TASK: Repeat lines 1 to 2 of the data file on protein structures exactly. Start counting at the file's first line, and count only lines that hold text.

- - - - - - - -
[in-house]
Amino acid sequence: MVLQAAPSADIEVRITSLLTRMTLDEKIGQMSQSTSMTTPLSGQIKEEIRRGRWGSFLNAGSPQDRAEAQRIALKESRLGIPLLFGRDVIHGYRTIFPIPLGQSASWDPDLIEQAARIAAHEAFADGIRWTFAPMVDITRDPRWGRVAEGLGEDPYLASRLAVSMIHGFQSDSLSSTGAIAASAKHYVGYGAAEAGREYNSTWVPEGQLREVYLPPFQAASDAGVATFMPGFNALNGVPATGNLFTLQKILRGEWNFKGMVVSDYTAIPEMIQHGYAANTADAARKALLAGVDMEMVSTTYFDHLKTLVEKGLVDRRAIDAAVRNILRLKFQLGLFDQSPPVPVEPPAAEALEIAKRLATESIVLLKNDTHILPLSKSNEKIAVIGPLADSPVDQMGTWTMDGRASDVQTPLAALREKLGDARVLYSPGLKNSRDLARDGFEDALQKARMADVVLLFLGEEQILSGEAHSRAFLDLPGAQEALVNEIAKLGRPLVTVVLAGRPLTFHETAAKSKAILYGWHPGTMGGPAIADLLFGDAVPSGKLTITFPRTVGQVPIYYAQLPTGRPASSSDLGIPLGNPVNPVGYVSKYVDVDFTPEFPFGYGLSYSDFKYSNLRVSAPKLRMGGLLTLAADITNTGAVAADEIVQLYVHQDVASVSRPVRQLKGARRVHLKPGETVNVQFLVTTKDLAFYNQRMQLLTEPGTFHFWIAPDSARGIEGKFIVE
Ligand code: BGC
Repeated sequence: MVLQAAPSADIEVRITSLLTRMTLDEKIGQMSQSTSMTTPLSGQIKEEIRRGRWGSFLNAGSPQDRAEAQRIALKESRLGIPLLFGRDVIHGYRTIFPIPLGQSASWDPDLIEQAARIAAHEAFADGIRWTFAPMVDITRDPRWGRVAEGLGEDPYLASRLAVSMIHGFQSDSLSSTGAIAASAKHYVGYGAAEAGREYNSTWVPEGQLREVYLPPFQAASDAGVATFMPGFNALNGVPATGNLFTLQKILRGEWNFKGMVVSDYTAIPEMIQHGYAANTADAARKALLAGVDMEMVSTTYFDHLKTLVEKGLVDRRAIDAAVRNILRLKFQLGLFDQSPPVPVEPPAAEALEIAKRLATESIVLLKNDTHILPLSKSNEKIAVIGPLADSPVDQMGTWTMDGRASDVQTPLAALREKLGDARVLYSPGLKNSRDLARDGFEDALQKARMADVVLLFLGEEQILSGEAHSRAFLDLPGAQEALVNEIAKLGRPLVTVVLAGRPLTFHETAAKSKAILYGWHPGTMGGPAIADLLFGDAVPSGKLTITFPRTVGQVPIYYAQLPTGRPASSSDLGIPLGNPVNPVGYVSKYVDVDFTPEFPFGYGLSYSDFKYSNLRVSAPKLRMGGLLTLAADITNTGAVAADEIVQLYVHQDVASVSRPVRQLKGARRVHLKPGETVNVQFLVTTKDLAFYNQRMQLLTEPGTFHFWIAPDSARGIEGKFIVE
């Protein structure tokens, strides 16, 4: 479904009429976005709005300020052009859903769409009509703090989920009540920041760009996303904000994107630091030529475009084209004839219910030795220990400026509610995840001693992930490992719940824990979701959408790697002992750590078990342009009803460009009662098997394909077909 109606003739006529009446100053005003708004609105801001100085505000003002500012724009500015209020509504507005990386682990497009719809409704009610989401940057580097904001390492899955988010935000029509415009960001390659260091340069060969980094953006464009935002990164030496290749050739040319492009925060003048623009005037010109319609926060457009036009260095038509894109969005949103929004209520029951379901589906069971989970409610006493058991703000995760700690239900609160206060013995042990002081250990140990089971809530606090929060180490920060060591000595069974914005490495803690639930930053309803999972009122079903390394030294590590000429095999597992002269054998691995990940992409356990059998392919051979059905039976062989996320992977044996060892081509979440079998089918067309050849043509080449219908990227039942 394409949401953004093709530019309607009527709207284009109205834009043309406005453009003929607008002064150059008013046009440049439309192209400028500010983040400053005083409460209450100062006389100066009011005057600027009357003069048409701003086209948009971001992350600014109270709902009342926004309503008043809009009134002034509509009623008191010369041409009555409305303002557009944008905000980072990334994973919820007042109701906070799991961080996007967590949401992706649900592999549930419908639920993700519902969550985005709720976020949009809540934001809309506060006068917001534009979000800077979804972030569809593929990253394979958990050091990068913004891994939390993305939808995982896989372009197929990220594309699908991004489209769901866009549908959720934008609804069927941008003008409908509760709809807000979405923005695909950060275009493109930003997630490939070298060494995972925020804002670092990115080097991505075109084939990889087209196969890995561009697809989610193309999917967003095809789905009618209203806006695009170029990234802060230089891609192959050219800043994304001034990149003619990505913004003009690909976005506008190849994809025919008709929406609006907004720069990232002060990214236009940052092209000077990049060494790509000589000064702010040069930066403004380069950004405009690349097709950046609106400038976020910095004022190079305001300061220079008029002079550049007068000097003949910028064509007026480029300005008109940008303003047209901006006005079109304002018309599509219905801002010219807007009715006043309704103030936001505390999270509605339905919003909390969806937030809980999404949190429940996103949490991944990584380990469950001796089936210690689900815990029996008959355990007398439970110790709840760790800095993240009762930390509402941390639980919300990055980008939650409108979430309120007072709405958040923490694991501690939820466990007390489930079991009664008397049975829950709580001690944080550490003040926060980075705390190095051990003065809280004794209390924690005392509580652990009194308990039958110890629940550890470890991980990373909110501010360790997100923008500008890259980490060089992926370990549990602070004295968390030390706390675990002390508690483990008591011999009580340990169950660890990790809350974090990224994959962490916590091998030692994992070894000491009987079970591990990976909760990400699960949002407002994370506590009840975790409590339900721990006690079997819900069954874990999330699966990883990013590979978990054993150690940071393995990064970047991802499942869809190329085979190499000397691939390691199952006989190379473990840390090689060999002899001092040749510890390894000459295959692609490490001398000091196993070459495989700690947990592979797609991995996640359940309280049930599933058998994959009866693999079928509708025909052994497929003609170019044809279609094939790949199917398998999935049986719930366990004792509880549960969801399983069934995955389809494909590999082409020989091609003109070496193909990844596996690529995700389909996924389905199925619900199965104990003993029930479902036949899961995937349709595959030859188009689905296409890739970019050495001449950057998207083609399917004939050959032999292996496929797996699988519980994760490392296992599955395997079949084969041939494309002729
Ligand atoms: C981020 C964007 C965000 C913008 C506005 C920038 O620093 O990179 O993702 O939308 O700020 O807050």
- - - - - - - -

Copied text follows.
[in-house]
Amino acid sequence: MVLQAAPSADIEVRITSLLTRMTLDEKIGQMSQSTSMTTPLSGQIKEEIRRGRWGSFLNAGSPQDRAEAQRIALKESRLGIPLLFGRDVIHGYRTIFPIPLGQSASWDPDLIEQAARIAAHEAFADGIRWTFAPMVDITRDPRWGRVAEGLGEDPYLASRLAVSMIHGFQSDSLSSTGAIAASAKHYVGYGAAEAGREYNSTWVPEGQLREVYLPPFQAASDAGVATFMPGFNALNGVPATGNLFTLQKILRGEWNFKGMVVSDYTAIPEMIQHGYAANTADAARKALLAGVDMEMVSTTYFDHLKTLVEKGLVDRRAIDAAVRNILRLKFQLGLFDQSPPVPVEPPAAEALEIAKRLATESIVLLKNDTHILPLSKSNEKIAVIGPLADSPVDQMGTWTMDGRASDVQTPLAALREKLGDARVLYSPGLKNSRDLARDGFEDALQKARMADVVLLFLGEEQILSGEAHSRAFLDLPGAQEALVNEIAKLGRPLVTVVLAGRPLTFHETAAKSKAILYGWHPGTMGGPAIADLLFGDAVPSGKLTITFPRTVGQVPIYYAQLPTGRPASSSDLGIPLGNPVNPVGYVSKYVDVDFTPEFPFGYGLSYSDFKYSNLRVSAPKLRMGGLLTLAADITNTGAVAADEIVQLYVHQDVASVSRPVRQLKGARRVHLKPGETVNVQFLVTTKDLAFYNQRMQLLTEPGTFHFWIAPDSARGIEGKFIVE